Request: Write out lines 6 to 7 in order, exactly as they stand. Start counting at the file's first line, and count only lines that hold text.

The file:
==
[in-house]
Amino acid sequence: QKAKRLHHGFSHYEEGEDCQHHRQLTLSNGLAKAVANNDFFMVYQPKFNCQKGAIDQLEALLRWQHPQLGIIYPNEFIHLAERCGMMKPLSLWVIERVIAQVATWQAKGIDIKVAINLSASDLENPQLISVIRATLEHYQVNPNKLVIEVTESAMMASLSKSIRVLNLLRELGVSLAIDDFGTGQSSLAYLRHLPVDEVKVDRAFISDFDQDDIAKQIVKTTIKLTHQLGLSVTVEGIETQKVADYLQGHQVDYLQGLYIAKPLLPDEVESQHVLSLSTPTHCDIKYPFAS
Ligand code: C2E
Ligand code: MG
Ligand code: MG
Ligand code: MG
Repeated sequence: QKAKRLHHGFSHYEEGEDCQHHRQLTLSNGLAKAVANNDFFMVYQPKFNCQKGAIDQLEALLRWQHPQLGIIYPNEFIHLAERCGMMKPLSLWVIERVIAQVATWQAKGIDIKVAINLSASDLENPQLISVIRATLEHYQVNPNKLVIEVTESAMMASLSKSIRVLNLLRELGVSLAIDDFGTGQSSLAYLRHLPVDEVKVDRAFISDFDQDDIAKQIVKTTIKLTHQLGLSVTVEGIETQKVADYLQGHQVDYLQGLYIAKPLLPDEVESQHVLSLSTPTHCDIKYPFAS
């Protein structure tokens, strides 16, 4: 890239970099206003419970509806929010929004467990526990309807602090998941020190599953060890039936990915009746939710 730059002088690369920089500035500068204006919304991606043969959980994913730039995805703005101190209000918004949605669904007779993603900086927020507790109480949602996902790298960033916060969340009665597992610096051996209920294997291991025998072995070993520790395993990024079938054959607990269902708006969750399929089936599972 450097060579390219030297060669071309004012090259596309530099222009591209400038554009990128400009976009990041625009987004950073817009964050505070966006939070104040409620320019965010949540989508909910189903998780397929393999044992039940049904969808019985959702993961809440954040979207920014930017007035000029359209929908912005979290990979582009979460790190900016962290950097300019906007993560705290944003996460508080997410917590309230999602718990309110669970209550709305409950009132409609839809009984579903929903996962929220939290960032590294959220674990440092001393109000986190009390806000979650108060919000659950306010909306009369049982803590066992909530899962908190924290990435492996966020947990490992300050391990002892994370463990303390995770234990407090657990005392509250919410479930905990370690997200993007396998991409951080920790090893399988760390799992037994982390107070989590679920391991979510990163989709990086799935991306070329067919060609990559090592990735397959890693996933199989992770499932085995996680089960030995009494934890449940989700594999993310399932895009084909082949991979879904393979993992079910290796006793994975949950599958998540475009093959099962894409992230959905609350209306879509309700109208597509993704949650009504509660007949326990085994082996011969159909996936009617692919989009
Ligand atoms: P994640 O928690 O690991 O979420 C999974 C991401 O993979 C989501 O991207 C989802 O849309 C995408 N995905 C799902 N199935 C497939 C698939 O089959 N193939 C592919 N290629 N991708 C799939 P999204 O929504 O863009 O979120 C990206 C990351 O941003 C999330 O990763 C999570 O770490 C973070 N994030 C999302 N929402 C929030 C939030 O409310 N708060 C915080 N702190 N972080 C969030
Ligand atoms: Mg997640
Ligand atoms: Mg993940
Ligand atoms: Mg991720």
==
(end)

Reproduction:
Ligand code: MG
Repeated sequence: QKAKRLHHGFSHYEEGEDCQHHRQLTLSNGLAKAVANNDFFMVYQPKFNCQKGAIDQLEALLRWQHPQLGIIYPNEFIHLAERCGMMKPLSLWVIERVIAQVATWQAKGIDIKVAINLSASDLENPQLISVIRATLEHYQVNPNKLVIEVTESAMMASLSKSIRVLNLLRELGVSLAIDDFGTGQSSLAYLRHLPVDEVKVDRAFISDFDQDDIAKQIVKTTIKLTHQLGLSVTVEGIETQKVADYLQGHQVDYLQGLYIAKPLLPDEVESQHVLSLSTPTHCDIKYPFAS